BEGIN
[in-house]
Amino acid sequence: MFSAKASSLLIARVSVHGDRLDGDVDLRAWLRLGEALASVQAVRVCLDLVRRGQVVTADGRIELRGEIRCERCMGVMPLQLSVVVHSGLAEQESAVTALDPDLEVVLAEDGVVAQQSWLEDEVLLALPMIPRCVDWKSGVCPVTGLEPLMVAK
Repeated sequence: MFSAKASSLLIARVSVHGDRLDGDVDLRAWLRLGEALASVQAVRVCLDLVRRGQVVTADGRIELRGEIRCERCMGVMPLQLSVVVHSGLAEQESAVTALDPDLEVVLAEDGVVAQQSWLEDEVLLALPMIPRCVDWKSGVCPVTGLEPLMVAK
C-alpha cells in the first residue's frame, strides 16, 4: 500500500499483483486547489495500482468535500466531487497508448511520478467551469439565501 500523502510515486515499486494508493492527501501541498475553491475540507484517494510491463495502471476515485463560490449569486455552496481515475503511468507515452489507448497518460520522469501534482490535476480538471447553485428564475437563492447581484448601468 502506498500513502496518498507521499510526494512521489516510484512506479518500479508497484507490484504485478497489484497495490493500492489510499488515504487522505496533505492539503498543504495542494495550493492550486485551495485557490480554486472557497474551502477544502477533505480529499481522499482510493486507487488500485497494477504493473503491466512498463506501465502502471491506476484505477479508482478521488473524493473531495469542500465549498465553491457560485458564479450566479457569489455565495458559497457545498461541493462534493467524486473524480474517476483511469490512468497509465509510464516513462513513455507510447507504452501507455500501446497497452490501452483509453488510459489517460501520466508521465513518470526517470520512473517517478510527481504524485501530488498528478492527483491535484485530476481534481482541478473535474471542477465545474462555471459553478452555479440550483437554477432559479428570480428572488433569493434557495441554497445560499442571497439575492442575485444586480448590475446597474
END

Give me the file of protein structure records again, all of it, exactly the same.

[in-house]
Amino acid sequence: MFSAKASSLLIARVSVHGDRLDGDVDLRAWLRLGEALASVQAVRVCLDLVRRGQVVTADGRIELRGEIRCERCMGVMPLQLSVVVHSGLAEQESAVTALDPDLEVVLAEDGVVAQQSWLEDEVLLALPMIPRCVDWKSGVCPVTGLEPLMVAK
Repeated sequence: MFSAKASSLLIARVSVHGDRLDGDVDLRAWLRLGEALASVQAVRVCLDLVRRGQVVTADGRIELRGEIRCERCMGVMPLQLSVVVHSGLAEQESAVTALDPDLEVVLAEDGVVAQQSWLEDEVLLALPMIPRCVDWKSGVCPVTGLEPLMVAK
C-alpha cells in the first residue's frame, strides 16, 4: 500500500499483483486547489495500482468535500466531487497508448511520478467551469439565501 500523502510515486515499486494508493492527501501541498475553491475540507484517494510491463495502471476515485463560490449569486455552496481515475503511468507515452489507448497518460520522469501534482490535476480538471447553485428564475437563492447581484448601468 502506498500513502496518498507521499510526494512521489516510484512506479518500479508497484507490484504485478497489484497495490493500492489510499488515504487522505496533505492539503498543504495542494495550493492550486485551495485557490480554486472557497474551502477544502477533505480529499481522499482510493486507487488500485497494477504493473503491466512498463506501465502502471491506476484505477479508482478521488473524493473531495469542500465549498465553491457560485458564479450566479457569489455565495458559497457545498461541493462534493467524486473524480474517476483511469490512468497509465509510464516513462513513455507510447507504452501507455500501446497497452490501452483509453488510459489517460501520466508521465513518470526517470520512473517517478510527481504524485501530488498528478492527483491535484485530476481534481482541478473535474471542477465545474462555471459553478452555479440550483437554477432559479428570480428572488433569493434557495441554497445560499442571497439575492442575485444586480448590475446597474